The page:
You are entitled to your own opinion. But you are not entitled to your own facts.
--Daniel Patrick Moynihan
That's a good motto to live by. And it is how good public officials govern.
Village leaders in Tarrytown, Irvington, Dobbs and Hastings are taking action to make Broadway safer and acessible for everyone. Sleepy Hollow deserves such leadership as well.
This page documents 34 examples of when citizens heard Sleepy Hollow's Mayor, Ken Wray, offer distractions and distortions regarding plans to improve all of Broadway. Each instance is quoted, then the truth laid out.
A resident wrote the Village of Sleepy Hollow to request implementation of the the Route 9 Active Transportation Project. Specifically, fixing the intersection of Broadway (Route 9) at Bedford Rd (Route 448), which will make it safer for their family to walk to Downtown. Mayor Wray mentioned the letter during the correspondence segment of the 7/27/21 Board of Trustees meeting, and to respond, went on the following rant.
[The plan makes] a bike path diagonally through the intersection, which to me is beyond warped, that anybody would send their kid through the middle of an intersection as busy as that.
What's really warped is people have to drive, walk, cycle and use wheelchairs through this chaotic crossroads right now. And the Mayor has no plan to fix it. The Active Transportation Project will make the intersection safer for everyone. (See the Making Route 9 Safe @ 448 video, right, for more details.)
[It doesn't make] an improvement for [the New Broadway / Broadway] crosswalk other than what's there right now.
The plan proposes several improvements there:
(See the Making Route 9 Safe @ 448 video, right, for more details.)
The walk lights on Bellwood. In order to have a walk light, I think you have to have a traffic light. Umm, so, that means we should be putting in, at our expense, a traffic light a every intersection on Bellwood?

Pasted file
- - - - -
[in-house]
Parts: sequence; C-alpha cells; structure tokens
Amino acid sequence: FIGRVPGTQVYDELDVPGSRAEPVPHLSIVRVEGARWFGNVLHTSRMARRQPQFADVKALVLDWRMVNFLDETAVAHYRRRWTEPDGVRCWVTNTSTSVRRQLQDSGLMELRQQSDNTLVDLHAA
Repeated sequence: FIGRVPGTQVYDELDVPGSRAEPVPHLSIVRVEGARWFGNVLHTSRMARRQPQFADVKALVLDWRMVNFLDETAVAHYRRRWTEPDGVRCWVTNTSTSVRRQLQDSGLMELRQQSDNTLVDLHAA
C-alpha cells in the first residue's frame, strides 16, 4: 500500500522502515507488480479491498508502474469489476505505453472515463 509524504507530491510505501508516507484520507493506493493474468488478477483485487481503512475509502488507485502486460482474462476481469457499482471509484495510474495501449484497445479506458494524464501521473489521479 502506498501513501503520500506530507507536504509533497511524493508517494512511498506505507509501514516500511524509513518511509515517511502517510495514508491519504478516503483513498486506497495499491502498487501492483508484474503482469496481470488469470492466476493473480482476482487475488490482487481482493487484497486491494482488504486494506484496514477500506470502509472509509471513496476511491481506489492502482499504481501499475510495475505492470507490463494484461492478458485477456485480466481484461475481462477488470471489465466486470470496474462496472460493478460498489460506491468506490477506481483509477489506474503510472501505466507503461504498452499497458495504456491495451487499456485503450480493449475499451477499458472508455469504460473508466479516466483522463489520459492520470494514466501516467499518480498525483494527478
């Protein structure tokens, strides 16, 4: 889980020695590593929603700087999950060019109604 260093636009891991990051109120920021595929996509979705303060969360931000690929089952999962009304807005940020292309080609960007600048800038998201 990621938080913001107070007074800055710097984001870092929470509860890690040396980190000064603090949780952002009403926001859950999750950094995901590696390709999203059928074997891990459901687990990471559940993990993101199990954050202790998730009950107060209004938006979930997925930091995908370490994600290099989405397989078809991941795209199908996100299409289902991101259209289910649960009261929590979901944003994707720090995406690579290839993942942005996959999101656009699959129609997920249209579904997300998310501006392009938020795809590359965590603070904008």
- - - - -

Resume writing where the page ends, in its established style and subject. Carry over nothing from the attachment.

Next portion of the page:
The proposal for Bellwood is crosswalks with yield signs. (See Bellwood video, right.)
Raise your hand if you have ever seen a bicyclist stop at a stop sign.
Keep your eye on the ball... People driving killed 3 folks and injured another 133 in 5 years in Sleepy Hollow. This is the result of bad street designs and lax enforcement. Residents have been highlighting these problems for years, but the Mayor has done little to stop the carnage.
See for yourself in the Wray Ranting video, right, and the video of 227 drivers violating stop signs in an hour.
[The] bike path goes on the school side and ends at Patriots Park and has a crosswalk. How do we do a crosswalk in the middle of Route 9 there? I don't know. But a crosswalk there to a bike path that ends there and picks up on the other side of Tarrytown.
This one is complicated, but stick with us...
The long term goal for Broadway between Beekman Ave and the Tappan Zee Bridge is a 2-way mobility lane on the east side of the street, protected by a barrier.
The Route 9 Project's Steering Committee recommended getting there in phases. The first one would skip the area from Wildey St to Main St, in order to reduce bickering over parking spaces in downtown while providing access to key destinations. (Schools, Warner Library and C-Town from the north. Main St from the South.)
But then Tarrytown's officials (at the time) muddled the plan in many ways. Relevant to this discussion, they chopped off the bike lane from Patriot's Park to C-Town. Fortunately, this can be reversed when the project moves forward.
Even if Tarrytown doesn't budge, adding the mobility lane in Sleepy Hollow is valuable -- providing safe access to the High School, Middle School and John Paulding School. The lane could terminate at the school's driveway (at Depeyster St), which has traffic signals, thus resolving the concern about a "crosswalk in the middle of Route 9."
The Mayors Tarrytown, Irvington, Dobbs Ferry and Hastings-on-Hudson wrote a letter to New York's Governor requesting the DOT move forward with the Route 9 Plan. Sleepy Hollow Trustee Jared Rodriguez requested Mayor Wray sign on to the letter as well during the 7/6/21 Trustee Work Session. Here is the answer the Mayor provided.
I worked with the Committee over the years and our feedback hasn't been incorporated.
Early in the process, the Village Administrator expressed the desire to keep the (then recently painted) turn lanes on Broadway along the Cemetery. And that's what the Committee put in the plan.
Later, when reviewing a draft of the Plan, the Mayor told the group that he "does not want to water down the study" and that the group should make an independent proposal. The Village would then take those recommendations under advisement.